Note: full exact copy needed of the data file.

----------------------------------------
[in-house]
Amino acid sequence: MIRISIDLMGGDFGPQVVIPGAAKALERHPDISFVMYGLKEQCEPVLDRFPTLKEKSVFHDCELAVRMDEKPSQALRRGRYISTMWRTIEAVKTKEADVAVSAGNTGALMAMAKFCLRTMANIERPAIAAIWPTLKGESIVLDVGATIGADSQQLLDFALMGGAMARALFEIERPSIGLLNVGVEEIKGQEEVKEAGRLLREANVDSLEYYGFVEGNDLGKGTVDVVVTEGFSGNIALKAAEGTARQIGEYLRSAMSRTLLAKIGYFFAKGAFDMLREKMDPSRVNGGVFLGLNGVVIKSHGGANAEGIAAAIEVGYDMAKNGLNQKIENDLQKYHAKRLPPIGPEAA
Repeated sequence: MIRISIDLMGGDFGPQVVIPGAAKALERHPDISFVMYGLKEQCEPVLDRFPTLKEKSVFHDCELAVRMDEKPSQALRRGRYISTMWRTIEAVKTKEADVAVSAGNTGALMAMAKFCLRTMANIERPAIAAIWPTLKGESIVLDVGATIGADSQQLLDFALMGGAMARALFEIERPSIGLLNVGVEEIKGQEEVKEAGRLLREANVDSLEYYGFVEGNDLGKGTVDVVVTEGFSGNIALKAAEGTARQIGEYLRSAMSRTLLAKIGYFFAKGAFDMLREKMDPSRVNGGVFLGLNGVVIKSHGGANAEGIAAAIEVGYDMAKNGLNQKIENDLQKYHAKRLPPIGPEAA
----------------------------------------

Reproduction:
[in-house]
Amino acid sequence: MIRISIDLMGGDFGPQVVIPGAAKALERHPDISFVMYGLKEQCEPVLDRFPTLKEKSVFHDCELAVRMDEKPSQALRRGRYISTMWRTIEAVKTKEADVAVSAGNTGALMAMAKFCLRTMANIERPAIAAIWPTLKGESIVLDVGATIGADSQQLLDFALMGGAMARALFEIERPSIGLLNVGVEEIKGQEEVKEAGRLLREANVDSLEYYGFVEGNDLGKGTVDVVVTEGFSGNIALKAAEGTARQIGEYLRSAMSRTLLAKIGYFFAKGAFDMLREKMDPSRVNGGVFLGLNGVVIKSHGGANAEGIAAAIEVGYDMAKNGLNQKIENDLQKYHAKRLPPIGPEAA
Repeated sequence: MIRISIDLMGGDFGPQVVIPGAAKALERHPDISFVMYGLKEQCEPVLDRFPTLKEKSVFHDCELAVRMDEKPSQALRRGRYISTMWRTIEAVKTKEADVAVSAGNTGALMAMAKFCLRTMANIERPAIAAIWPTLKGESIVLDVGATIGADSQQLLDFALMGGAMARALFEIERPSIGLLNVGVEEIKGQEEVKEAGRLLREANVDSLEYYGFVEGNDLGKGTVDVVVTEGFSGNIALKAAEGTARQIGEYLRSAMSRTLLAKIGYFFAKGAFDMLREKMDPSRVNGGVFLGLNGVVIKSHGGANAEGIAAAIEVGYDMAKNGLNQKIENDLQKYHAKRLPPIGPEAA